Neptune Theatre (Seattle)
The theatre's exterior in June 2007, during the Seattle International Film Festival
|Former names||U-Neptune Theatre|
|Address||1303 Northeast 45th Street|
|Location||University District, Seattle, Washington|
|Operator||Seattle Theatre Group|
|Opened||November 16, 1921|
|Official name||Neptune Building|
|Designated||March 11, 2014|
The Neptune Theatre, formerly known as U-Neptune Theatre, is a performing arts venue in the University District neighborhood of Seattle, in the U.S. state of Washington. Opened in 1921, the 800-seat venue hosts a variety of events, including dance and music performances, film screenings, and arts education. Prior to a renovation in 2011, the theater was primarily home to classic films.
The Neptune Theatre is operated by the non-profit Seattle Theatre Group, which also operates the Paramount Theatre and Moore Theatre. It is one of several venues that host the annual Seattle International Film Festival. The theater and building were designated a Seattle landmark in 2014.
The Neptune Building, which houses the Neptune Theatre and several small businesses, is described as a "vaguely Renaissance Revival style", three-story building with a brick facade. Its north facade, facing NE 45th Street, has a prominent marquee with the word "Neptune" in neon lighting; the final letter "e" in the marquee is stylized as a trident that appears to pierce the other letters. It was designed by Henderson Ryan, a Kentucky-born architect who also worked on the Moore Theatre and Ballard Carnegie Library.
The "U-Neptune Theatre" was opened by the Puritan Theatre Company on November 16, 1921, featuring the silent movie Serenade and seating an audience of 1,000 people. The theater was built with a Kimball orchestral theater organ, which was removed in 1943.
By the end of the 1940s, the theater was renamed the Neptune, given a small renovation and changed ownership.
The theater went through several management changes during the coming decades, suffering from erratic bookings and poor equipment. It was kept afloat in the 1970s by showings of The Rocky Horror Picture Show, a cult classic film.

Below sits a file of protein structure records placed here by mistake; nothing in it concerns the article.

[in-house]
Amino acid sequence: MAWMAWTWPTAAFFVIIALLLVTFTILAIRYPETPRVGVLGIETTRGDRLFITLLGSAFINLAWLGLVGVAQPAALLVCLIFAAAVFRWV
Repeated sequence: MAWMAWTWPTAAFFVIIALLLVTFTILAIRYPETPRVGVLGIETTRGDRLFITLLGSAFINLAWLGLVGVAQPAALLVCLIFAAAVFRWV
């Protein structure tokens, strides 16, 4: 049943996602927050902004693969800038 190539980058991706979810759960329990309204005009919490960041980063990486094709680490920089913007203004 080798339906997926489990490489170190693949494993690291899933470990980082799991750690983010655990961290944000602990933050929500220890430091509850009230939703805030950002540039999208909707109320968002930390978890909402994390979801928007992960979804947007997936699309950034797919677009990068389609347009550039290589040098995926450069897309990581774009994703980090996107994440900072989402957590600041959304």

In 1981, the Neptune came under the ownership of the Landmark Theatres chain, which also owned the Harvard Exit Theatre in Seattle. The company renovated the theater with a new sound and projection system, hoping to bring out the venue's "long-sought potential". Landmark renovated the theater again in 1994, replacing seating and adding a Dolby Digital and Sony Dynamic Digital Sound system, along with a 16 mm film projector.
In 1991, the theater set a record by playing The Rocky Horror Picture Show every week for 14 years, longer than any other movie had played in Seattle. By 1993, it was one of four U.S. theaters which had played the show the longest, according to the National Rocky Horror Fan Club in New York, one of several U.S. theaters playing it in a midnight movie format.
The 2011 renovation saved the building from demolition for the adjoining U District Link light rail station on NE 45th Street. Sound Transit was forced to re-engineer the station to avoid the theater building, and to underpin the Neptune's foundation.
After the theater's 2011 renovation, its first act was Pacific Northwest musician Mark Lanegan at a soft opening in June; the official opening in September was marked by a screening of Rocky Horror.
The building was nominated to become a city landmark in 2012. The Seattle City Council passed an ordinance in 2014 designating the Neptune Building as a city landmark, levying certain protections on the property.
- Clinton Street Theater, a theatre in Portland, Oregon, also known for screening The Rocky Horror Picture Show
- The Rocky Horror Picture Show cult following
- Seattle City Council (March 11, 2014). "City of Seattle Ordinance 124430". City of Seattle Legislative Information Service. Office of the City Clerk. Retrieved March 21, 2017.
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- "Theatre Organ Bombarde". 9–10. American Theatre Organ Enthusiasts. 1967: 25,31. Retrieved March 21, 2017.
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- Hartl, John (December 13, 1981). "Movie houses undergo shuffle as bookers, owners trade properties". The Seattle Times. p. E13.
- Hartl, John (October 27, 1981). "Slow-witted characters aren't funny in 'Saturday the 14th'". The Seattle Times. p. C7.
- "Neptune Theatre". Landmark Theatres. Archived from the original on January 2, 2010. Retrieved March 21, 2017.
- John Hartl (August 23, 1991). "At Neptune, 'Rocky Horror' Marks A Local Milestone". The Seattle Times. Retrieved March 21, 2017.
- Ramirez, Marc (October 24, 1993). "Let's Do The Time Warp Again and Again and Again and Again and Again". The Seattle Times. Retrieved March 21, 2017.
- Haines, Richard W. (2003). The Moviegoing Experience, 1968–2001. McFarland. p. 168. ISBN 9780786480746.
- Tu, Janet I. (November 30, 2010). "Neptune Theatre to gain new life, live performances". The Seattle Times. p. B1. Retrieved March 21, 2017.
- Matson, Andrew; de Barros, Paul (November 27, 2011). "Is the new Neptune Theatre a rock scene hog?". The Seattle Times. p. H1. Retrieved March 21, 2017.
- Paul de Barros (September 6, 2011). "Neptune Theatre grand opening starts Sept. 25". The Seattle Times. p. B3. Retrieved March 21, 2017.
- Brendan Sainsbury, Celeste Brash (2014). "U District". Lonely Planet Seattle. ISBN 9781743218273. Retrieved March 21, 2017.
- "Henderson Ryan's Neptune Theater". Seattle: The Johnson Partnership. April 18, 2012. Retrieved March 21, 2017.
- "Neptune Theatre Designated a Seattle Landmark!". Historic Seattle. November 21, 2012. Retrieved March 21, 2017.
- Beatrice Dornfeld (dornfb) (February 2, 2017). "How to Survive the Test of Time: By Seattle's Neptune Theatre". PNW Archaeology Lab blog. University of Washington. Retrieved March 21, 2017.
- Media related to Neptune Theater (Seattle) at Wikimedia Commons